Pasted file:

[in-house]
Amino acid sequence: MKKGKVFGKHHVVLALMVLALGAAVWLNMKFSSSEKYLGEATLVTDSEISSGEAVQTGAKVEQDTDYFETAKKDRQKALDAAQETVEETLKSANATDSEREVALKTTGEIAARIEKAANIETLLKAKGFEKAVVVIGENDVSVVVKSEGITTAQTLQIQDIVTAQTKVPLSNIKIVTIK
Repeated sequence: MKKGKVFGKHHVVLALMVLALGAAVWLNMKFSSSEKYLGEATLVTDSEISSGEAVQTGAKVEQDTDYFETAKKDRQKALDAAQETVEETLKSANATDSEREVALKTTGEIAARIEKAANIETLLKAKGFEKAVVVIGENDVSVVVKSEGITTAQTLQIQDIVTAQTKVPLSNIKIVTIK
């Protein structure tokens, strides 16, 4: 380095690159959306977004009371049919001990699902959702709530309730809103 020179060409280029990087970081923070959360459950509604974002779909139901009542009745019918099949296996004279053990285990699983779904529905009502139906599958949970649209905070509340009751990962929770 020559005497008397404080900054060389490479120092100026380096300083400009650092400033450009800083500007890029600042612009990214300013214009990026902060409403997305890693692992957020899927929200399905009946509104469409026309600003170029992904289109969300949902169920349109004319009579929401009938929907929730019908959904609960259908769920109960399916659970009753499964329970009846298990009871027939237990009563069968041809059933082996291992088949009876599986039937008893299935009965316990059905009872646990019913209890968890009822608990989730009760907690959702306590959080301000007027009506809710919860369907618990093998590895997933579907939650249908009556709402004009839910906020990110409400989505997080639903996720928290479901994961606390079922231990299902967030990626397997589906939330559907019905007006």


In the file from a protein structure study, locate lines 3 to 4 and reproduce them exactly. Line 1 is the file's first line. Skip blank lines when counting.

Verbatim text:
Repeated sequence: MKKGKVFGKHHVVLALMVLALGAAVWLNMKFSSSEKYLGEATLVTDSEISSGEAVQTGAKVEQDTDYFETAKKDRQKALDAAQETVEETLKSANATDSEREVALKTTGEIAARIEKAANIETLLKAKGFEKAVVVIGENDVSVVVKSEGITTAQTLQIQDIVTAQTKVPLSNIKIVTIK
């Protein structure tokens, strides 16, 4: 380095690159959306977004009371049919001990699902959702709530309730809103 020179060409280029990087970081923070959360459950509604974002779909139901009542009745019918099949296996004279053990285990699983779904529905009502139906599958949970649209905070509340009751990962929770 020559005497008397404080900054060389490479120092100026380096300083400009650092400033450009800083500007890029600042612009990214300013214009990026902060409403997305890693692992957020899927929200399905009946509104469409026309600003170029992904289109969300949902169920349109004319009579929401009938929907929730019908959904609960259908769920109960399916659970009753499964329970009846298990009871027939237990009563069968041809059933082996291992088949009876599986039937008893299935009965316990059905009872646990019913209890968890009822608990989730009760907690959702306590959080301000007027009506809710919860369907618990093998590895997933579907939650249908009556709402004009839910906020990110409400989505997080639903996720928290479901994961606390079922231990299902967030990626397997589906939330559907019905007006």